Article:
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Archaeologists have long acknowledged the significance of mountains in siting Greek cult. Mountains were where the gods preferred to make contact and there people constructed sanctuaries to inspire intervention. Greece is a land full of mountains, but we lack insight on the ancient Greeks’ view—what visible and topographic characteristics made particular mountains ideal places for worship over others, and whether worshiper preferences ever changed. This article describes a data collection and analysis methodology for landscapes where visualscape was a significant factor in situating culturally significant activities. Using a big-data approach, four geospatial analyses are applied to every cultic place in the Peloponnesian regions of the Argolid and Messenia, spanning 2800–146 BC. The fully described methodology combines a number of experiences—looking out, looking toward, and climbing up—and measures how these change through time. The result is an active historic model of Greek religious landscape, describing how individuals moved, saw, and integrated the built and natural world in different ways. Applied elsewhere, and even on nonreligious locales, this is a replicable mode for treating the natural landscape as an artifact of human decision: as a space impacting the siting of meaningful locales through history.
Overuse of antibiotics has caused secondary poor outcomes and has led to a current rate of antibiotic resistant infections that constitutes a public health crisis. In pediatric surgical specialties, children continue to receive unnecessary antibiotics.
To understand the factors that contribute to pediatric surgeons’ decisions regarding the use of perioperative antibiotic prophylaxis.
Focus groups included pediatric proceduralists/surgeons from the following specialties: interventional cardiology, otolaryngology, orthopedic surgery, cardiothoracic surgery, and general surgery.
A total of 23 surgeons with a median of 9 years of experience (range, 0.5–29 years) participated in the focus groups that lasted 30–90 minutes each. Five themes emerged influencing beliefs about antibiotic prescribing practices: (1) reliance on previous experience and early education, (2) balancing antibiotic use with risk of infection, (3) uncertainty about the state of the scientific evidence, (4) understanding importance of communication and team collaboration, and (5) a prevalence of hospital-level concerns.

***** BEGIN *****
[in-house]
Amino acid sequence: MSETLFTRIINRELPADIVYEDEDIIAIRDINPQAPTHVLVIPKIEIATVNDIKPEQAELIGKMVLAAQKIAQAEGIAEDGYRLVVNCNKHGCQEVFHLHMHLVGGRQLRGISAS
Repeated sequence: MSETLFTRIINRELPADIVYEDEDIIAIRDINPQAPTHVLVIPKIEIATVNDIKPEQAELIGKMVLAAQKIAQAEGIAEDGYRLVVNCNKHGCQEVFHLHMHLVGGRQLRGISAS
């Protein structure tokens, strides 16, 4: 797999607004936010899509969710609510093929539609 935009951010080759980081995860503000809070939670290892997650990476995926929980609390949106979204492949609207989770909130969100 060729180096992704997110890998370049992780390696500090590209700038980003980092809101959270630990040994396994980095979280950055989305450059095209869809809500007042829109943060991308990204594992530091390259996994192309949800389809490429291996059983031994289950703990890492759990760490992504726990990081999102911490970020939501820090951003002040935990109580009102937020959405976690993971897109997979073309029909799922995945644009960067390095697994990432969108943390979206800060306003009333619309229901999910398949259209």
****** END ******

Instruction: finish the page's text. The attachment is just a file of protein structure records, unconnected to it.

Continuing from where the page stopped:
Surgeons describe a complex set of factors that impact their antibiotic prescribing in pediatric surgical cases. They reported initial, but not ongoing, training and a use of individual weight of risk and benefit as a major dictator of prescribing practices. Antimicrobial stewardship programs should work with surgeons to develop acceptable implementation strategies to optimize antibiotic prescribing.
Elevated body mass index (BMI) is associated with increased multi-morbidity and mortality. The investigation of the relationship between BMI and brain organization has the potential to provide new insights relevant to clinical and policy strategies for weight control. Here, we quantified the effect of BMI on the functional connectivity of the Default-Mode (DMN), Central Executive (CEN), Sensorimotor (SMN) and Visual (VN) networks in 496 healthy individuals that were studied as part of the Human Connectome Project. We found that elevated BMI was associated with disrupted functional integration of sensory-guided (SMN, VN) with internally controlled (DMN, CEN) networks, implicating increased attention to sensory stimuli as a possible mechanism underpinning overeating and weight gain. Our results suggest that weight control strategies should expand to include wider societal policies that incorporate modifications to eating environments and to the visual presentation and branding of food products.